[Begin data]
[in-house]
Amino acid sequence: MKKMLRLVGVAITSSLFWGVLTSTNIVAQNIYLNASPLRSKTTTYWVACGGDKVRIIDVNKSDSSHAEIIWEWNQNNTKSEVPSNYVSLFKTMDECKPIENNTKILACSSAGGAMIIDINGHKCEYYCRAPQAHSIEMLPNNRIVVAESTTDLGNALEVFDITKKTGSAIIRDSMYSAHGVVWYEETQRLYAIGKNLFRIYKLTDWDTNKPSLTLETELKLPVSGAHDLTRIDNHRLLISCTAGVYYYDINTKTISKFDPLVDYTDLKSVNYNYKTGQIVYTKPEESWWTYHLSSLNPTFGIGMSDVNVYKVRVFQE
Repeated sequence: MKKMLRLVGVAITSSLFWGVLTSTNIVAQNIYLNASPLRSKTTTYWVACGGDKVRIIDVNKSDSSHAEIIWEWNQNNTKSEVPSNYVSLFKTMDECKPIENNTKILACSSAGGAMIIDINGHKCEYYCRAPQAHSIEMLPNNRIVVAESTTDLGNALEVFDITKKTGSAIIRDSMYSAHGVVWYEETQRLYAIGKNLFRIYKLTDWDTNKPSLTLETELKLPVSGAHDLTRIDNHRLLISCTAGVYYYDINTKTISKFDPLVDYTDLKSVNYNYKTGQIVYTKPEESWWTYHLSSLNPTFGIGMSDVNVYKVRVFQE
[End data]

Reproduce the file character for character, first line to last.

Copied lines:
[in-house]
Amino acid sequence: MKKMLRLVGVAITSSLFWGVLTSTNIVAQNIYLNASPLRSKTTTYWVACGGDKVRIIDVNKSDSSHAEIIWEWNQNNTKSEVPSNYVSLFKTMDECKPIENNTKILACSSAGGAMIIDINGHKCEYYCRAPQAHSIEMLPNNRIVVAESTTDLGNALEVFDITKKTGSAIIRDSMYSAHGVVWYEETQRLYAIGKNLFRIYKLTDWDTNKPSLTLETELKLPVSGAHDLTRIDNHRLLISCTAGVYYYDINTKTISKFDPLVDYTDLKSVNYNYKTGQIVYTKPEESWWTYHLSSLNPTFGIGMSDVNVYKVRVFQE
Repeated sequence: MKKMLRLVGVAITSSLFWGVLTSTNIVAQNIYLNASPLRSKTTTYWVACGGDKVRIIDVNKSDSSHAEIIWEWNQNNTKSEVPSNYVSLFKTMDECKPIENNTKILACSSAGGAMIIDINGHKCEYYCRAPQAHSIEMLPNNRIVVAESTTDLGNALEVFDITKKTGSAIIRDSMYSAHGVVWYEETQRLYAIGKNLFRIYKLTDWDTNKPSLTLETELKLPVSGAHDLTRIDNHRLLISCTAGVYYYDINTKTISKFDPLVDYTDLKSVNYNYKTGQIVYTKPEESWWTYHLSSLNPTFGIGMSDVNVYKVRVFQE